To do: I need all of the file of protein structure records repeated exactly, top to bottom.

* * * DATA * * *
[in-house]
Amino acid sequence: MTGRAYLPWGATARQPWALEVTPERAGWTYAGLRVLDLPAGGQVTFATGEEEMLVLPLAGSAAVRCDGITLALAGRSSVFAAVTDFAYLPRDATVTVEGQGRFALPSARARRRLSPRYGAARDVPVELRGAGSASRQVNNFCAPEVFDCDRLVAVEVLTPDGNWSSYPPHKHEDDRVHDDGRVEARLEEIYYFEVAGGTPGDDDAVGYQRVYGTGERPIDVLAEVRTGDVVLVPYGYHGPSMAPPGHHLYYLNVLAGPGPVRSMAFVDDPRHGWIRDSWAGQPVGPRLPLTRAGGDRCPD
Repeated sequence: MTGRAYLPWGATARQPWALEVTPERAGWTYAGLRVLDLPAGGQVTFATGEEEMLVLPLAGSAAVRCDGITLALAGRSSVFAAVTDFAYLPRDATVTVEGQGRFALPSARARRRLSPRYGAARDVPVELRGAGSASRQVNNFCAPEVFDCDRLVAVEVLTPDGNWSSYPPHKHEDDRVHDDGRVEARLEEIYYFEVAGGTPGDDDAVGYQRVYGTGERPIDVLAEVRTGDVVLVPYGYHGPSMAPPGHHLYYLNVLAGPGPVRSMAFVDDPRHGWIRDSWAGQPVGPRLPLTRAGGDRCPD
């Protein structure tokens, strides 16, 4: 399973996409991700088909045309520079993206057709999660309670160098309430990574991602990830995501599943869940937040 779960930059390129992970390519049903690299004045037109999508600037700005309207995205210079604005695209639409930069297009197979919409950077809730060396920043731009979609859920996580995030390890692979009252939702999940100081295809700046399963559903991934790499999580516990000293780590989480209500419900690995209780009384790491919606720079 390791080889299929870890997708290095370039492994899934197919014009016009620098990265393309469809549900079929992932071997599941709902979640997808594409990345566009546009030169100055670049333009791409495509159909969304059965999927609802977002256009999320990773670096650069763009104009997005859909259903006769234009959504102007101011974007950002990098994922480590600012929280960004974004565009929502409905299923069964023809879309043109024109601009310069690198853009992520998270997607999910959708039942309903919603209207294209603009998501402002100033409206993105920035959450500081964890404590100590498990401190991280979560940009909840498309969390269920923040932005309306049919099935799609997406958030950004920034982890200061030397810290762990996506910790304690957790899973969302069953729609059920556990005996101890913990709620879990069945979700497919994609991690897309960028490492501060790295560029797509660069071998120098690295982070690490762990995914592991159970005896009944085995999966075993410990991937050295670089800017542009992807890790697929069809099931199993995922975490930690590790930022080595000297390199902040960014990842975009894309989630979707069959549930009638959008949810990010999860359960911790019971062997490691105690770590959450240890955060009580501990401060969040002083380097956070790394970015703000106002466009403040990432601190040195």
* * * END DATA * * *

[in-house]
Amino acid sequence: MTGRAYLPWGATARQPWALEVTPERAGWTYAGLRVLDLPAGGQVTFATGEEEMLVLPLAGSAAVRCDGITLALAGRSSVFAAVTDFAYLPRDATVTVEGQGRFALPSARARRRLSPRYGAARDVPVELRGAGSASRQVNNFCAPEVFDCDRLVAVEVLTPDGNWSSYPPHKHEDDRVHDDGRVEARLEEIYYFEVAGGTPGDDDAVGYQRVYGTGERPIDVLAEVRTGDVVLVPYGYHGPSMAPPGHHLYYLNVLAGPGPVRSMAFVDDPRHGWIRDSWAGQPVGPRLPLTRAGGDRCPD
Repeated sequence: MTGRAYLPWGATARQPWALEVTPERAGWTYAGLRVLDLPAGGQVTFATGEEEMLVLPLAGSAAVRCDGITLALAGRSSVFAAVTDFAYLPRDATVTVEGQGRFALPSARARRRLSPRYGAARDVPVELRGAGSASRQVNNFCAPEVFDCDRLVAVEVLTPDGNWSSYPPHKHEDDRVHDDGRVEARLEEIYYFEVAGGTPGDDDAVGYQRVYGTGERPIDVLAEVRTGDVVLVPYGYHGPSMAPPGHHLYYLNVLAGPGPVRSMAFVDDPRHGWIRDSWAGQPVGPRLPLTRAGGDRCPD
């Protein structure tokens, strides 16, 4: 399973996409991700088909045309520079993206057709999660309670160098309430990574991602990830995501599943869940937040 779960930059390129992970390519049903690299004045037109999508600037700005309207995205210079604005695209639409930069297009197979919409950077809730060396920043731009979609859920996580995030390890692979009252939702999940100081295809700046399963559903991934790499999580516990000293780590989480209500419900690995209780009384790491919606720079 390791080889299929870890997708290095370039492994899934197919014009016009620098990265393309469809549900079929992932071997599941709902979640997808594409990345566009546009030169100055670049333009791409495509159909969304059965999927609802977002256009999320990773670096650069763009104009997005859909259903006769234009959504102007101011974007950002990098994922480590600012929280960004974004565009929502409905299923069964023809879309043109024109601009310069690198853009992520998270997607999910959708039942309903919603209207294209603009998501402002100033409206993105920035959450500081964890404590100590498990401190991280979560940009909840498309969390269920923040932005309306049919099935799609997406958030950004920034982890200061030397810290762990996506910790304690957790899973969302069953729609059920556990005996101890913990709620879990069945979700497919994609991690897309960028490492501060790295560029797509660069071998120098690295982070690490762990995914592991159970005896009944085995999966075993410990991937050295670089800017542009992807890790697929069809099931199993995922975490930690590790930022080595000297390199902040960014990842975009894309989630979707069959549930009638959008949810990010999860359960911790019971062997490691105690770590959450240890955060009580501990401060969040002083380097956070790394970015703000106002466009403040990432601190040195």